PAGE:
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Letter to Women

Sensus Fidelium – An Introduction   

by Colette Joyce

The Acts of the Apostles tells us that on the day of Pentecost Peter stood up and told the crowd the full story about Jesus for the first time.  “Those who accepted his message were baptised, and about three thousand were added to their number that day” (Acts 3:41).  The church began with a great outpouring of the spirit upon a multitude of people who accepted the truth of this new faith into their hearts. Each one of us, I would suggest, catches something of this fervour anew from time to time when the truth of our faith stirs within us and we ache to respond with all that we are, for this good news of God who became a man and died and rose from the dead for us is the best news we have ever been told. From this begins the sensus fidelium, the sense of the faithful, whereby we collectively recognise doctrinal truth. We participate in this through the sensus fidei, sense of faith of the individual believer within the community of the faithful.

Lumen Gentium  expresses it beautifully, linking the sensus fidelium to baptism, our life in Christ: "The entire body of the faithful, anointed as they are by the Holy One (cf. Jn 2:20, 27), cannot err in matters of belief. They manifest this special property by means of the whole people's supernatural discernment in matters of faith when 'from the bishops down to the last of the lay faithful' they show universal agreement in matters of faith and morals. That discernment in matters of faith is aroused and sustained by the Spirit of truth. (LG12)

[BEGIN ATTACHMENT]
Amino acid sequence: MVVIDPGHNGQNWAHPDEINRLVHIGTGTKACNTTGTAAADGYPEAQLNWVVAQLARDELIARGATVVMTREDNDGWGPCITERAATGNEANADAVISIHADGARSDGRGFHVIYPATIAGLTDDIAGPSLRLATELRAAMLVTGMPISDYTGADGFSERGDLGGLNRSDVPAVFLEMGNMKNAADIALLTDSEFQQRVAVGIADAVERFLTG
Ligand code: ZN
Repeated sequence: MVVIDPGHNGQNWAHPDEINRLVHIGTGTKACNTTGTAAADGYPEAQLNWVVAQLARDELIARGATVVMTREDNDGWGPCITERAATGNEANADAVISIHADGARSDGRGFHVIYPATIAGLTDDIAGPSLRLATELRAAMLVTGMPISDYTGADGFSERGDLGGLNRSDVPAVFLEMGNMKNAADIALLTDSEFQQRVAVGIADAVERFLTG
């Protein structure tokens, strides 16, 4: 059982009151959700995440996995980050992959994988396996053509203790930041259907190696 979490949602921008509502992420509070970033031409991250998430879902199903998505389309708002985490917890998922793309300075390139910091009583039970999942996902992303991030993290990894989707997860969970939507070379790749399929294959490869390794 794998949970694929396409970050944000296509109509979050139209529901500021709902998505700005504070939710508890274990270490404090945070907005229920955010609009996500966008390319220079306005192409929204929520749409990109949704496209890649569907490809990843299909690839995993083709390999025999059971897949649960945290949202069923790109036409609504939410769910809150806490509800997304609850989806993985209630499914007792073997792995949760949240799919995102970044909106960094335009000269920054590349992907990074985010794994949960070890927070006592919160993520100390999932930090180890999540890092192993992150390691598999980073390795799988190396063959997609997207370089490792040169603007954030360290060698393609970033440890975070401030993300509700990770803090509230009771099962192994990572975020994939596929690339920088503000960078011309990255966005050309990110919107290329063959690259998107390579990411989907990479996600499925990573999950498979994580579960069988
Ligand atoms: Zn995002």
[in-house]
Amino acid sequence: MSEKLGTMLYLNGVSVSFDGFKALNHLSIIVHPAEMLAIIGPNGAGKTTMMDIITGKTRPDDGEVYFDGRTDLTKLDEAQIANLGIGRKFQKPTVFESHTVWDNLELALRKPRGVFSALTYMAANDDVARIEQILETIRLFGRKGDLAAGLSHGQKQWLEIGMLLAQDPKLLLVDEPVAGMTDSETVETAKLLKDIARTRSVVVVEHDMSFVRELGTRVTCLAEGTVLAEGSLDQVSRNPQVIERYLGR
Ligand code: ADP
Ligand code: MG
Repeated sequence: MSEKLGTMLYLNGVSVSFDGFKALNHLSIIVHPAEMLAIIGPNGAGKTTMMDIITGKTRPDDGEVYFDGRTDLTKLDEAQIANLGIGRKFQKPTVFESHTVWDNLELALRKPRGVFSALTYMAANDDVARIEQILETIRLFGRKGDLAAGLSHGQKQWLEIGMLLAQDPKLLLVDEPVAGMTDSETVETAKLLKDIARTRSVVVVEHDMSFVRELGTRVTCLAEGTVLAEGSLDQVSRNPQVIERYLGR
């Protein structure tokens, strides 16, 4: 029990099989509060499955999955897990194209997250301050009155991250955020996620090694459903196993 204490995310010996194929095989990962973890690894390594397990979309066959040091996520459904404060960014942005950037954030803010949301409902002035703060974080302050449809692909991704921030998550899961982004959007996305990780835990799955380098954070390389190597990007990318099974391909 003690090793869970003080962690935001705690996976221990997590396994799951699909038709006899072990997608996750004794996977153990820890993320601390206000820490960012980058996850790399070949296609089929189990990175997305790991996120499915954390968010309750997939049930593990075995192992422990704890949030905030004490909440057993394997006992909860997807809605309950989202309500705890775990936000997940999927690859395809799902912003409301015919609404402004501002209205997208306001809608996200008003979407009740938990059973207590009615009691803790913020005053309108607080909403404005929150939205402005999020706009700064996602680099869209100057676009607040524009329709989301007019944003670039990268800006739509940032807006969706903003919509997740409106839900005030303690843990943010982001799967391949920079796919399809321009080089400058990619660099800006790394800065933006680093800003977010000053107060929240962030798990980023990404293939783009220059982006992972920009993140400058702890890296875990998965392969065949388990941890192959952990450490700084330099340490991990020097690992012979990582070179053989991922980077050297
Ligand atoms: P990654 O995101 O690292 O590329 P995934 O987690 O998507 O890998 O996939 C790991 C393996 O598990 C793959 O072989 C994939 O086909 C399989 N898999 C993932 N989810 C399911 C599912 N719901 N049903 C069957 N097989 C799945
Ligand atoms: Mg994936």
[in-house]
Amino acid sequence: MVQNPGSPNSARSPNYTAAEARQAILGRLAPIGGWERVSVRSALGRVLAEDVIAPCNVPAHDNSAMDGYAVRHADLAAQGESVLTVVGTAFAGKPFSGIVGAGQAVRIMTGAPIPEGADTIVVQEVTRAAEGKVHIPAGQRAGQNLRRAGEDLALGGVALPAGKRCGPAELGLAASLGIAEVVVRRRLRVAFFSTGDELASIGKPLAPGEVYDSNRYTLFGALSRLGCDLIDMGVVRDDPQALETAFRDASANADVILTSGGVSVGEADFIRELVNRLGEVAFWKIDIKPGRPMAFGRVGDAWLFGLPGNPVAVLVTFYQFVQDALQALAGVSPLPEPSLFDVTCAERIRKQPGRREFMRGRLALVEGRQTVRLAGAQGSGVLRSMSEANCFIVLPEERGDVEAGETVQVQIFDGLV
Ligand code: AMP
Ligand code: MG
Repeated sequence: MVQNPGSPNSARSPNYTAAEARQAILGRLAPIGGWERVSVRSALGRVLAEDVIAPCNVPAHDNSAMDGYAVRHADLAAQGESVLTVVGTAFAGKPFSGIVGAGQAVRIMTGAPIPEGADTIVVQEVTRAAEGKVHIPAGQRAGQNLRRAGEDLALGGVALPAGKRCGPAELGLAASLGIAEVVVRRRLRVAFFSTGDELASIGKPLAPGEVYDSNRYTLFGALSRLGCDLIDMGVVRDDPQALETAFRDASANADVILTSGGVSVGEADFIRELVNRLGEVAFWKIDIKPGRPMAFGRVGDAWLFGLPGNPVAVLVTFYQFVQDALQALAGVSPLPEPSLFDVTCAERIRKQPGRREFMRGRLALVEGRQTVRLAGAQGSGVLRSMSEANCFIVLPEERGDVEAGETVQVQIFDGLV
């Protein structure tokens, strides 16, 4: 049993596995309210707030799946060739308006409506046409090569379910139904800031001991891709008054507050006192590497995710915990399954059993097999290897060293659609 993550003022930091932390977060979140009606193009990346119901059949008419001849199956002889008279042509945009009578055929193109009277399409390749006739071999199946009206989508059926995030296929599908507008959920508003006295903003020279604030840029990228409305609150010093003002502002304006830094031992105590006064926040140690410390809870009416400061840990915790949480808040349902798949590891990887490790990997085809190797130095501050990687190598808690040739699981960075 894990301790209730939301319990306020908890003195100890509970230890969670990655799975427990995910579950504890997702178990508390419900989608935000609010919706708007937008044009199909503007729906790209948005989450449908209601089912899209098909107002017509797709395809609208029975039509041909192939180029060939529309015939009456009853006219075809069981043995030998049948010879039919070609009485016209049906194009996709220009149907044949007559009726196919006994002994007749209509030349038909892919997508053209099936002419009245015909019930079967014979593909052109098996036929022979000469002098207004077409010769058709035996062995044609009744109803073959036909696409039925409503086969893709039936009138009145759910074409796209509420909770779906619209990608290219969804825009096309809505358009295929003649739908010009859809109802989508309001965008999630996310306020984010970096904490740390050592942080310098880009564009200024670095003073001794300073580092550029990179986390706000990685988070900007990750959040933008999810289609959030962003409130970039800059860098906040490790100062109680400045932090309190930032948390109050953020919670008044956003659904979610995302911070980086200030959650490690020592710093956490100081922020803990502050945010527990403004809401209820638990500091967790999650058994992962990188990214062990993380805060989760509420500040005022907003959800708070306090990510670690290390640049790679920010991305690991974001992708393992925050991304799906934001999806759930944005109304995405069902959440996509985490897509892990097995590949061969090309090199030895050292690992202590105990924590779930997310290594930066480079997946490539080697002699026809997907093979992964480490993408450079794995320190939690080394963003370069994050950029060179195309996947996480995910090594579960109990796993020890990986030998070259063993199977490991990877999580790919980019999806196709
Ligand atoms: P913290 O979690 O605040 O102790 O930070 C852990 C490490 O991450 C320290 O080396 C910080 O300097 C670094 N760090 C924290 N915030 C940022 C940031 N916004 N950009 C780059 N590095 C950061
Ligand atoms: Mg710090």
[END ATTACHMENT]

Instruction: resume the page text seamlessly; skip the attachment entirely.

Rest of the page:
As the crowd were guided by Peter that first day so we recognize the leadership of a Magisterium to the present day: “It is exercised under the guidance of the sacred teaching authority, in faithful and respectful obedience to which the People of God accepts that which is not just the word of human beings (men) but truly the Word of God (cf. 1 Thes. 2:13)”. It is not the individual Catholic who carries the sensus fidelium but only that faith which is tested by all believers in the light of the teaching of the Magisterium. The imperative to lift up our voices if the Magisterium is perceived to be in error thus becomes all the greater.